There is also some vital news proving how ready they are because of what they will soon be doing. I am confident in sharing a small sample of news that what is true for one or a few of them is eventually a truth for all of them. Within five years, more than half the class of 2014 will be starting or have done graduate work, but the first wave of future graduate students lands them in astonishing places and programs this fall: Duke, UVa, Wisconsin, Michigan, UNC at Chapel Hill, UConn, Ohio State, Yale, Vanderbilt, Maryland Institute College of Art, Brandeis, Buffalo, McGill, Boston University, NYU, Marquette, Northeastern, George Washington, University of Chicago, and Iowa State. Careers in medicine will be launched at Upstate Medical, UVM, the New York School of Podiatric Medicine, and the Canadian College of Naturopathic Medicine. St. Lawrence graduates are headed to law school in Cincinnati and Washington, DC.

One, perhaps more, in this class has planned a different kind of graduate experience—a 3,000 mile canoe and hiking trip from Maine to Georgia on the blue blaze Appalachian Trail. The renowned CBS correspondent Eric Severeid did the equivalent post-college journey in the 1930s and wrote an acclaimed memoir called Not So Wild a Dream. Members of the class are going to  serve in AmeriCorps, New York City Teaching Fellows, Teach for America,  and Teach for China; others will be teaching English in Spain, teaching Spanish in Pennsylvania, teaching English in Thailand and Korea, teaching English in Connecticut, working on Capitol Hill, and coordinating volunteers in Uganda.

We have a graduating student who has won a Fulbright and will be teaching in Kenya next year. Others are beginning jobs in the business world at Cambridge Associates, Sageworks, Goldman Sachs, Fenway Sports Management, Citigroup, Morgan Stanley, Eaton Corporation, UBS, GFI, EMD Millipore, Northwestern Mutual, Travelers, and PepsiCo. These placements are merely a sampler of many more career opportunities in store for this amazingly talented class.

During your time at St. Lawrence, our campus newspaper The Hill News has run a popular column written by different students over the years called “Boots and Paddle.” Some of you as participants in the Adirondack Semester will not only leave today with a diploma, but also with the cherry wood paddle you carved for yourselves while living at Massawepie. Yet, all of you will surely depart with a degree and at least one pair of boots, which you may have worn out this long winter and have been tempted to leave behind like a cairn on the trail. I make this one plea: take your boots, please. We have other ways of remembering the class of 2014.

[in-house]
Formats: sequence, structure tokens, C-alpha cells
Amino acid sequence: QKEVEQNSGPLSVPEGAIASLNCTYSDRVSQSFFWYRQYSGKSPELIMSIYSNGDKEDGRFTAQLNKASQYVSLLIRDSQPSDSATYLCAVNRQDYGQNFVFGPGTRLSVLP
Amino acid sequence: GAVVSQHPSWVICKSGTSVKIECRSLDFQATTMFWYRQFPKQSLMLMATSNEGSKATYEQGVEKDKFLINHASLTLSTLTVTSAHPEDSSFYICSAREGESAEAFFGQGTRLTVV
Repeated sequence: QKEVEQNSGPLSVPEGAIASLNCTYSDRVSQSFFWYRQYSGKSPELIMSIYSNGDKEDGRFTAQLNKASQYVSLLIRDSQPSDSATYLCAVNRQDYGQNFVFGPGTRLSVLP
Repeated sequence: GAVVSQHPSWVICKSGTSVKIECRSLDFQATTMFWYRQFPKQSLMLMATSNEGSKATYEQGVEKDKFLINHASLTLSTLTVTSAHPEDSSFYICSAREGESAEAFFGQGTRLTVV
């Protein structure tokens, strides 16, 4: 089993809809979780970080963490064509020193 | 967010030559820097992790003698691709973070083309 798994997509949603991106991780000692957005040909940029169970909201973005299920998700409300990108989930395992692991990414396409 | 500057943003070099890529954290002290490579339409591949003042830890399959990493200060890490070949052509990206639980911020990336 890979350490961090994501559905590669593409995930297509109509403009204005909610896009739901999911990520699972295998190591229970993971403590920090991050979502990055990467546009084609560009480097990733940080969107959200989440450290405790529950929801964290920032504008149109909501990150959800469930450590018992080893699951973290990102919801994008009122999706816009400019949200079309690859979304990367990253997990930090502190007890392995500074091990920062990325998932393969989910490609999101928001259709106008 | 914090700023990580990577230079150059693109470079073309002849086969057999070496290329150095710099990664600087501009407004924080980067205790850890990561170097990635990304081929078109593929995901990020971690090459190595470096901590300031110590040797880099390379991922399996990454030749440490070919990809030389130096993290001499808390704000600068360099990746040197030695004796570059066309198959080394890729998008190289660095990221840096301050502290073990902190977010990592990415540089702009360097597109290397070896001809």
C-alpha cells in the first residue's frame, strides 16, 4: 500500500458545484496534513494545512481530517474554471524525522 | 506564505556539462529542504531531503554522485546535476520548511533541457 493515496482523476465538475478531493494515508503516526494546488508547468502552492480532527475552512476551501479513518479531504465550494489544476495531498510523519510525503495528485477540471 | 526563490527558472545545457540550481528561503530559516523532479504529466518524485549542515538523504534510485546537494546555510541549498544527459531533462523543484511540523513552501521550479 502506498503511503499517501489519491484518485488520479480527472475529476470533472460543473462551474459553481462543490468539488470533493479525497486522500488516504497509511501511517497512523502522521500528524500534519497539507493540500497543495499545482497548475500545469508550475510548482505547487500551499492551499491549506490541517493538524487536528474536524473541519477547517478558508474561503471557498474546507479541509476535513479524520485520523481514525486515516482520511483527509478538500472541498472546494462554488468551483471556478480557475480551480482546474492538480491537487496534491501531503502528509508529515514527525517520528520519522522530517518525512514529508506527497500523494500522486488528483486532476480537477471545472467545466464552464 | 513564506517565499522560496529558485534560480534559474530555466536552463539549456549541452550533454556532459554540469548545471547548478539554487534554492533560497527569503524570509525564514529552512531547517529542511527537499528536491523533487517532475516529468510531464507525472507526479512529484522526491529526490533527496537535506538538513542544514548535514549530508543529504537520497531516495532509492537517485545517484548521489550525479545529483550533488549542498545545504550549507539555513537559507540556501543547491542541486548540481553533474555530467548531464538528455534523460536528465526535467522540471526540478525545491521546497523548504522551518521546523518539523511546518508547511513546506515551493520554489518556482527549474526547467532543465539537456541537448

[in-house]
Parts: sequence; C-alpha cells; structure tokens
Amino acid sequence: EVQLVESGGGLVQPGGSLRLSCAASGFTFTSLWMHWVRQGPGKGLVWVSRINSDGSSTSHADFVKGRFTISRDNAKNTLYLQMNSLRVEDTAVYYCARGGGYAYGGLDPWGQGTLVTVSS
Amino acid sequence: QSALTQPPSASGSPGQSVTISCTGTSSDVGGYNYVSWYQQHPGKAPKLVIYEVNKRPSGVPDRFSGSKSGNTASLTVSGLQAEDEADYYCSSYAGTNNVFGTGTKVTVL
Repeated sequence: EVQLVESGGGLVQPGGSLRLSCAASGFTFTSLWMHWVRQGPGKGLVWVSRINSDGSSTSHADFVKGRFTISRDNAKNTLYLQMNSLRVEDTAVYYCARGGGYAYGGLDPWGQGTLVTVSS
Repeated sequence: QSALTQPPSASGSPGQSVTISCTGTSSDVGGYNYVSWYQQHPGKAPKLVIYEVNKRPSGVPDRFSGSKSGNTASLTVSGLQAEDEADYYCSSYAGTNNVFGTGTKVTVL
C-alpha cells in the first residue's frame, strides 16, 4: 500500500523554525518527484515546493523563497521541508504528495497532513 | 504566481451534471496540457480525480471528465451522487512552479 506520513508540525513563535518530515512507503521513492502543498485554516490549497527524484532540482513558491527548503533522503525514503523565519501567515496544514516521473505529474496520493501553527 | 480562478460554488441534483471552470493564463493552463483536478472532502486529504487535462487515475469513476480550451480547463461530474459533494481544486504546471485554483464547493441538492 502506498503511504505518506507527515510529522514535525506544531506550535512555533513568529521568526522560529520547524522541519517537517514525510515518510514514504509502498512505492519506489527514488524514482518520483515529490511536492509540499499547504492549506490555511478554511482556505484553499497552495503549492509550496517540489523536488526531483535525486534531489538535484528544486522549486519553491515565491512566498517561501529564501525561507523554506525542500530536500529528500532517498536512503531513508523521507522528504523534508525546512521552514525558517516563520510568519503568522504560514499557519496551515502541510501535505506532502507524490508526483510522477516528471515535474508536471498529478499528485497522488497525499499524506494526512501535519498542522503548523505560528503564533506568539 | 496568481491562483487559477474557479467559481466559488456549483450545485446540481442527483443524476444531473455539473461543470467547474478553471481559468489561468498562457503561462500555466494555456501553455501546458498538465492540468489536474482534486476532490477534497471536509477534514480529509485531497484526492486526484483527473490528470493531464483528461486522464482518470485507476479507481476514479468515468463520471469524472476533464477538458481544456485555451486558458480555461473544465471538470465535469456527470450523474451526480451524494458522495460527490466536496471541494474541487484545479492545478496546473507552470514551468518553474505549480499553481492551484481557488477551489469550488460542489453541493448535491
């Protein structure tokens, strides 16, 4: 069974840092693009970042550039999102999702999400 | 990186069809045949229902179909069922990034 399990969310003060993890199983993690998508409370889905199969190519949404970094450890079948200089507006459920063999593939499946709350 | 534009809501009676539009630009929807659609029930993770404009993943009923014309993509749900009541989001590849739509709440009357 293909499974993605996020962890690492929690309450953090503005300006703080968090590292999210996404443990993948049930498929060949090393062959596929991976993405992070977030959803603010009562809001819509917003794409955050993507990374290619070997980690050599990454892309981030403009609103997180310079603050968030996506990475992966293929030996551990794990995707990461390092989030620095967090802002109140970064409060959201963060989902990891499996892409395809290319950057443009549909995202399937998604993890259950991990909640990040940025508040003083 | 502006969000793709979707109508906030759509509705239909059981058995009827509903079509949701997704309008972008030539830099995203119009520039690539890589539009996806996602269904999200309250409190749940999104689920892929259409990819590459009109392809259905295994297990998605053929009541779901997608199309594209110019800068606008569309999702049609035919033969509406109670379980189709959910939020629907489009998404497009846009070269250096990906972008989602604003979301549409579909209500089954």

In Willa Cather’s story Shadows on the Rock set in Quebec during its earliest days next to a black pine forest at the mouth of the St. Lawrence River, there is a scene that connects this day to a humble moment centuries ago. A child enters a boot-makers shop and is fascinated by the site of all the cobbler’s lasts lined up and stored on shelves. Each one of the wooden models, the lasts from which the shoe is built, has scratched into it the initials of the foot’s owner. The child picks up a last and the cobbler says, “That foot will not come back…It went too far… But I shall always keep his last. That foot went farther than any other” into the wilderness.

After four years, you’ve broken in at least one pair of boots. And you now are about to take a new path. Wear the boots you know and go as far as you can. I promise you, I assure you, we know your foot upon the campus paths. “We’ll ne’er forget.”

We know you like a cobbler knows his last. And we shall always keep your last, each one of you in the Class of 2014.